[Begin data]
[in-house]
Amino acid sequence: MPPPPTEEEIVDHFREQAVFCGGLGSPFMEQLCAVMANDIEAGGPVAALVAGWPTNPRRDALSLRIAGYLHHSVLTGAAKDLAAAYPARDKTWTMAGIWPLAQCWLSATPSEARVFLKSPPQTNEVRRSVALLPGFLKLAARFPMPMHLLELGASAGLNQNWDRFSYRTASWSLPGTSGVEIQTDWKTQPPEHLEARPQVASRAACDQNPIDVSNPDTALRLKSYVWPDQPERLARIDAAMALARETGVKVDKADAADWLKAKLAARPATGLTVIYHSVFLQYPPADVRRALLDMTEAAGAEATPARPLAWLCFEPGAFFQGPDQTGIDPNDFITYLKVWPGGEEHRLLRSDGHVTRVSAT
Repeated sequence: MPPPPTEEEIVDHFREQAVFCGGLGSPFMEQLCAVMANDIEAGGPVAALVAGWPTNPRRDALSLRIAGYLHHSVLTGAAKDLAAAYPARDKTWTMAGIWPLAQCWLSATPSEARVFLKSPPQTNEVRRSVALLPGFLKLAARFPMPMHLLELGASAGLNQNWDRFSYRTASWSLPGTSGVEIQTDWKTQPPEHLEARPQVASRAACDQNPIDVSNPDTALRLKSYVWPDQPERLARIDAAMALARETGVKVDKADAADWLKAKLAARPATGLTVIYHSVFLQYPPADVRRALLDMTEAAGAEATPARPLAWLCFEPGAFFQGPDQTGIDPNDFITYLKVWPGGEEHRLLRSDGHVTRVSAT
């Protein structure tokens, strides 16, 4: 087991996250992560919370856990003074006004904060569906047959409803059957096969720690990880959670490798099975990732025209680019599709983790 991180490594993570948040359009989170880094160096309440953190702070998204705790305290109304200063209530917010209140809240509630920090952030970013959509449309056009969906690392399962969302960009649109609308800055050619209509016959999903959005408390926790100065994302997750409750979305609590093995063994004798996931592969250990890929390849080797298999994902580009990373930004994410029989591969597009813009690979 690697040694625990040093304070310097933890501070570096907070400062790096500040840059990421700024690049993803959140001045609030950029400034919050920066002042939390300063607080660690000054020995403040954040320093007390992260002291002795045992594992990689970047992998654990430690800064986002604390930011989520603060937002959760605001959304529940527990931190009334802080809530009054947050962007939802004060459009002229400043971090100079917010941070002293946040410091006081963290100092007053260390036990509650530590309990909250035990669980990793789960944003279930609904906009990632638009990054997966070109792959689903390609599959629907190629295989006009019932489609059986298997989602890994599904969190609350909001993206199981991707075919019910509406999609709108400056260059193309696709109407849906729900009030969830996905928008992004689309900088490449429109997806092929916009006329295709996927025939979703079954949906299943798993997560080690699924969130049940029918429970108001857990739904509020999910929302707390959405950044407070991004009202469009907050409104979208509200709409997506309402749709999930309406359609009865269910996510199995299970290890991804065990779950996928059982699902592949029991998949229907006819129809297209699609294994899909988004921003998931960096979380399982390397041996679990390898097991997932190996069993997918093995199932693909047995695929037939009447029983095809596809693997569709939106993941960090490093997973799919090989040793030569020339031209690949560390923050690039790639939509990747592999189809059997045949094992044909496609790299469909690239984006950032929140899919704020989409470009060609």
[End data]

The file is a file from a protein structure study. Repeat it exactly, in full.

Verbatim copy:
[in-house]
Amino acid sequence: MPPPPTEEEIVDHFREQAVFCGGLGSPFMEQLCAVMANDIEAGGPVAALVAGWPTNPRRDALSLRIAGYLHHSVLTGAAKDLAAAYPARDKTWTMAGIWPLAQCWLSATPSEARVFLKSPPQTNEVRRSVALLPGFLKLAARFPMPMHLLELGASAGLNQNWDRFSYRTASWSLPGTSGVEIQTDWKTQPPEHLEARPQVASRAACDQNPIDVSNPDTALRLKSYVWPDQPERLARIDAAMALARETGVKVDKADAADWLKAKLAARPATGLTVIYHSVFLQYPPADVRRALLDMTEAAGAEATPARPLAWLCFEPGAFFQGPDQTGIDPNDFITYLKVWPGGEEHRLLRSDGHVTRVSAT
Repeated sequence: MPPPPTEEEIVDHFREQAVFCGGLGSPFMEQLCAVMANDIEAGGPVAALVAGWPTNPRRDALSLRIAGYLHHSVLTGAAKDLAAAYPARDKTWTMAGIWPLAQCWLSATPSEARVFLKSPPQTNEVRRSVALLPGFLKLAARFPMPMHLLELGASAGLNQNWDRFSYRTASWSLPGTSGVEIQTDWKTQPPEHLEARPQVASRAACDQNPIDVSNPDTALRLKSYVWPDQPERLARIDAAMALARETGVKVDKADAADWLKAKLAARPATGLTVIYHSVFLQYPPADVRRALLDMTEAAGAEATPARPLAWLCFEPGAFFQGPDQTGIDPNDFITYLKVWPGGEEHRLLRSDGHVTRVSAT
């Protein structure tokens, strides 16, 4: 087991996250992560919370856990003074006004904060569906047959409803059957096969720690990880959670490798099975990732025209680019599709983790 991180490594993570948040359009989170880094160096309440953190702070998204705790305290109304200063209530917010209140809240509630920090952030970013959509449309056009969906690392399962969302960009649109609308800055050619209509016959999903959005408390926790100065994302997750409750979305609590093995063994004798996931592969250990890929390849080797298999994902580009990373930004994410029989591969597009813009690979 690697040694625990040093304070310097933890501070570096907070400062790096500040840059990421700024690049993803959140001045609030950029400034919050920066002042939390300063607080660690000054020995403040954040320093007390992260002291002795045992594992990689970047992998654990430690800064986002604390930011989520603060937002959760605001959304529940527990931190009334802080809530009054947050962007939802004060459009002229400043971090100079917010941070002293946040410091006081963290100092007053260390036990509650530590309990909250035990669980990793789960944003279930609904906009990632638009990054997966070109792959689903390609599959629907190629295989006009019932489609059986298997989602890994599904969190609350909001993206199981991707075919019910509406999609709108400056260059193309696709109407849906729900009030969830996905928008992004689309900088490449429109997806092929916009006329295709996927025939979703079954949906299943798993997560080690699924969130049940029918429970108001857990739904509020999910929302707390959405950044407070991004009202469009907050409104979208509200709409997506309402749709999930309406359609009865269910996510199995299970290890991804065990779950996928059982699902592949029991998949229907006819129809297209699609294994899909988004921003998931960096979380399982390397041996679990390898097991997932190996069993997918093995199932693909047995695929037939009447029983095809596809693997569709939106993941960090490093997973799919090989040793030569020339031209690949560390923050690039790639939509990747592999189809059997045949094992044909496609790299469909690239984006950032929140899919704020989409470009060609």